May 23, 2013
Jon Cooper, Sting Daily –
Grantland Rice became a sportswriting legend in the 1920s with his ability to turn a simple sporting event into something larger than life.
For example, the Murfreesboro, Tenn., native turned a very good Notre Dame football team into the legendary “Four Horsemen.”
When Georgia Tech Baseball takes the field at Durham Bulls Athletic Park this afternoon at around 3:00 p.m. to take on Virginia Tech in its pool play finale, they’ll hand the ball to another Murfreesboro, Tenn., native, freshman pitcher Jonathan King, who they hope will be the anti-Rice and turn their most important game of the season into the most routine of games.
Basically, Georgia Tech must beat the Hokies to have a shot at getting back to the ACC Championship Game — they’d also need Florida State, who the Yellow Jackets beat in their Wednesday opener, to beat Virginia, who beat Tech Thursday. Lose and they’ll come home and await the word of the Selection Committee regarding a seed in the NCAA Tournament.
King shares little with Rice beyond his hometown, especially when it comes to sensationalizing a game like the ACC Tournament but the 5-11, 205-pound freshman believes he has the perfect approach to the game — ideally keep it a case of same old, same old.
“I tried not to build it up too much in my head,” he said. “I tried to take the same approach, pound the strike zone, and keep us in the games as long as we could and give our offense a chance to win games for us.”
The Jackets would like King to pitch the way he has in his previous couple of starts.
The lefty carries a three-start unbeaten streak (2-0, with a no-decision) into Wednesday, pitching to a 1.76 ERA (three earned runs in 15 1/3 innings) in those starts. In two of his starts he threw six innings of shutout ball, limiting Big Ten power Ohio State to four hits over six, then, muffling Miami on the season’s final day, holding them to three hits. In between he allowed three earned runs on three hits with five walks in 3 1/3 innings against North Carolina.
If precedent means anything, King shut out Va. Tech in a two-inning relief appearance on March 9th.
It’s been quite a ride for King, who has bounced around from the closer’s role early on to midweek starter back to reliever and finally to his current role as Sunday starter.
“I think we asked a lot of him this year,” said Head Coach Danny Hall. “My gut is, it’s a lot easier to be a starter because that’s what he’s been used to doing coming in. I think he’s handled his three starts really well.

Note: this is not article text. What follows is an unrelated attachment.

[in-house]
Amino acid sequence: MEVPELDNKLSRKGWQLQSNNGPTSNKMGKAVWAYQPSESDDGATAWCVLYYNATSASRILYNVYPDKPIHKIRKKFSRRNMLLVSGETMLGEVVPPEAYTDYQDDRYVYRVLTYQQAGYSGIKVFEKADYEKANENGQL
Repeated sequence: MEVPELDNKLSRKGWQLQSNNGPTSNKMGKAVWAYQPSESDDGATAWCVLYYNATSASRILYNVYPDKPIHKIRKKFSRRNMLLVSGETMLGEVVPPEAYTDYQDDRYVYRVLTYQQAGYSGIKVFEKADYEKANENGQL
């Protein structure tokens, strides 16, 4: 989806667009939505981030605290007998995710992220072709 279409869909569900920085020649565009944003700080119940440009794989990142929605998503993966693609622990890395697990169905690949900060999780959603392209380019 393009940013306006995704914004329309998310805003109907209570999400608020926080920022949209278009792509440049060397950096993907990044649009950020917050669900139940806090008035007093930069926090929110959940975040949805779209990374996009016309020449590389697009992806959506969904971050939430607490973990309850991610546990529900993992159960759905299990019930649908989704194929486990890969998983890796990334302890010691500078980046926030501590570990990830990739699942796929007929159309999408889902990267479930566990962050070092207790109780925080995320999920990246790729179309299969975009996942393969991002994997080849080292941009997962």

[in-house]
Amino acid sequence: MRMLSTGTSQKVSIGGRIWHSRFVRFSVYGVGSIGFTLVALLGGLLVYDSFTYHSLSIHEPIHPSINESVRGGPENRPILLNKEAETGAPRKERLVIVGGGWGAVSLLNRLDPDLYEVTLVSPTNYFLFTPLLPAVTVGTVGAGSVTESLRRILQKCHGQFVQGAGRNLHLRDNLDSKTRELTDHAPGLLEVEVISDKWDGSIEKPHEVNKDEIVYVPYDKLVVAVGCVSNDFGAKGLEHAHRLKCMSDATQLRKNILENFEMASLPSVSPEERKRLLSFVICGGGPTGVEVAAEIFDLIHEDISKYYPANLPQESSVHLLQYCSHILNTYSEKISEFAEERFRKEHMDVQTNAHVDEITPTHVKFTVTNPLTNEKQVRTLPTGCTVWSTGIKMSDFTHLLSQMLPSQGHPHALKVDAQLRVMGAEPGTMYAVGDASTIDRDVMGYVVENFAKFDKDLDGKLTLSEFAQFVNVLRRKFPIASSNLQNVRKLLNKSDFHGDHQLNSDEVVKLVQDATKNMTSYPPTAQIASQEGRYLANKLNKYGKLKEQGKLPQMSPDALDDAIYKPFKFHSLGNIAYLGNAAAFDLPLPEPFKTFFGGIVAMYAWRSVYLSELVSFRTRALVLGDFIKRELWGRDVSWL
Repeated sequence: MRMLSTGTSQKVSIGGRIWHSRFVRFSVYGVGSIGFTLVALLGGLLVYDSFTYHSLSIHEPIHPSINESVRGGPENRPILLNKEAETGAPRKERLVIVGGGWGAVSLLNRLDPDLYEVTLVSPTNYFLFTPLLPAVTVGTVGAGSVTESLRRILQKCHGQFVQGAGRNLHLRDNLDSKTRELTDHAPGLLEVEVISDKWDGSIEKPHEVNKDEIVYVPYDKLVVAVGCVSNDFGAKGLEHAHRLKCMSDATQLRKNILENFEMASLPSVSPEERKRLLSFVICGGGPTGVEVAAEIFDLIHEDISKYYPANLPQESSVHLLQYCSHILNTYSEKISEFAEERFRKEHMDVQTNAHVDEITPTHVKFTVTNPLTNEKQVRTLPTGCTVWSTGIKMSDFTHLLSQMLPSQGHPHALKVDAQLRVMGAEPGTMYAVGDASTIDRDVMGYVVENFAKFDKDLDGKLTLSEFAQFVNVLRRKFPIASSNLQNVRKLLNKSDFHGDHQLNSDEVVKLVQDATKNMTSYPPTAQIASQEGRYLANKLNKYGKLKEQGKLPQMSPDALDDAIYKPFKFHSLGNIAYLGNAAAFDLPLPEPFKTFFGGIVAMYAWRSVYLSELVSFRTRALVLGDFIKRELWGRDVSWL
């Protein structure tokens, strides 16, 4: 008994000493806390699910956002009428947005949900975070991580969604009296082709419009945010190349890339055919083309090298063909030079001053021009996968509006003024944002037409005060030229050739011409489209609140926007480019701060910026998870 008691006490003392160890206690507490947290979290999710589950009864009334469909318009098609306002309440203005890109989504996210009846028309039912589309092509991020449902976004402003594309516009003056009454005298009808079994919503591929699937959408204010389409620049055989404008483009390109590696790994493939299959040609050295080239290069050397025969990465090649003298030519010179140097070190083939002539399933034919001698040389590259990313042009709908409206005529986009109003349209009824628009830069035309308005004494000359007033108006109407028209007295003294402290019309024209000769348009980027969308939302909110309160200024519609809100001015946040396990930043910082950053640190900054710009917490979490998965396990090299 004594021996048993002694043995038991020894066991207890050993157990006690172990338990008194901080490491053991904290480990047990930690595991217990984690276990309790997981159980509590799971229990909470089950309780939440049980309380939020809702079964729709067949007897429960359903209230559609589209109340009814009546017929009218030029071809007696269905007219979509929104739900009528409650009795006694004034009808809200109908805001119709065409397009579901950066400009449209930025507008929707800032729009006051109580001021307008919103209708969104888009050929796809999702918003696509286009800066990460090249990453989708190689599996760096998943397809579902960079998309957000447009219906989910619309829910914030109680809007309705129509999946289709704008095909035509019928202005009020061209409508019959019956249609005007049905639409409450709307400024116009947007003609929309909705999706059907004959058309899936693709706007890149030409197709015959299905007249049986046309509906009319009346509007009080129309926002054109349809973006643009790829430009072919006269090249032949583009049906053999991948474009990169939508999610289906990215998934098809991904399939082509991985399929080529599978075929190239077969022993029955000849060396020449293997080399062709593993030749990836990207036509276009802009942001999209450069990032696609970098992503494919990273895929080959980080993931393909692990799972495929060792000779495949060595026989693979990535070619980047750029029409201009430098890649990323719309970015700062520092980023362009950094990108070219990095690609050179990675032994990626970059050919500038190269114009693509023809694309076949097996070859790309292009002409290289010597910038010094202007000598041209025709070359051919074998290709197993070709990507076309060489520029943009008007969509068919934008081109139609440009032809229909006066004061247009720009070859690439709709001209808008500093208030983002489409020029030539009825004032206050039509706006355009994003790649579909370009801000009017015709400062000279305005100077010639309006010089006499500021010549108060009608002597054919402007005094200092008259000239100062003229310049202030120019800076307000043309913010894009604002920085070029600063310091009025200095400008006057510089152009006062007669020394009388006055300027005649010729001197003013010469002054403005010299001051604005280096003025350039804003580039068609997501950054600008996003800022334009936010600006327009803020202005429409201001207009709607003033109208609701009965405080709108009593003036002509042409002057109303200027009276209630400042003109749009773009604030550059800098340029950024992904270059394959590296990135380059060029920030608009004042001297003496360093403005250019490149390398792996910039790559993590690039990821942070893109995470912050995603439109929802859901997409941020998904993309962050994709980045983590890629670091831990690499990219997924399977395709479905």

“He started the year as a midweek guy, had some tough spots but then he really bounced back and had a couple of good starts in a row in midweek,” Hall added. “It helped Jonathan to ease in to where he was.”
Pitching Coach Jason Howell feels that King’s resilience has helped him adjust to different roles but that starting on the weekend is probably the best fit.
“Him being in a routine is probably is more suited for him than having to go back and forth on if he’s going to be in the bullpen or not,” said Howell. “So I really feel like this adjustment has been much easier for him as opposed to maybe throwing two, maybe three times a week. It’s not been a huge transition. It’s one he’s embraced and worked toward and he’s excited about it.”
Excitement is a relative thing for King, whose “Happy to be here” approach is a good thing.
“I looked at it as, ‘This is my role. This is what they need right now. If they need me to throw midweek then I’ll throw midweek. If they need me on the weekends I’ll do that,'” he said. “I’m just excited to be a part of the team. it’s good experience either way.”
King finished the year with a 6-4 record and a 4.13 ERA (26 earned runs in 56 2/3 innings). He allowed 62 hits with a nearly 2:1 strikeouts-to-walks ratio (45 strikeouts to 23 walks). In ACC play he was 3-1, and while his ERA went up slightly to 4.63, his hits per inning went down, as he allowed 23 in 23 innings. His strikeouts-to-walks was closer to 1:1 (14 K’s. vs. 11 BB’s), but he also saw his opposing batting average drop 21 points to .277.
King found that pitching to contact worked well for him, especially with his trust in the Jackets’ defense and its penchant for turning double plays.
“It’s been my best friend all year, the double play,” he said, with a laugh. “It’s gotten me out of a lot of jams. Any time I get in trouble, I’ll look behind me, Mott or ‘Smitty’ or ‘Gonzo’ will say, ‘Just get us a ground ball or throw us a strike.’ Typically it works for us.”
Realizing what works hasn’t been limited to his time on the mound.
“He got a chance to watch guys like Buck Farmer, how they go about their business,” said Hall. “He’s a pretty good student of the game. He’s very smart. He’s a hard worker and so I think all his hard work is paying off.”
King admits he’s learned a lot by picking the brains and picking up the habits of weekend starters Farmer and Dusty Isaacs.
“I usually sit near [Farmer] and Dusty in the dugout,” said King. “We’ll talk during the game about what to do with certain hitters, how to attack certain points in the game. They’ve been really helpful all year, helping me out and teaching me. Showing me the ropes.”
Farmer, who was named All-ACC for the third straight year and is a candidate for Pitcher of the Year Award, knows all about the road King is taking, having began in midweek himself.
“It’s one of those things that I told him that it’s different going from midweek to weekend because, yeah, we play some good midweek teams, but ACC teams are tough,” said Farmer. “I just told King he had to be a bulldog. Go out there and do what he knew how to do. He’s done that thus far.”
King feels he’s ready for anything Virginia Tech can offer.
“I feel a lot better going in just because there’s not that initial surprise of who we’re playing,” he said. “I’m just a lot more relaxed and have a better approach.”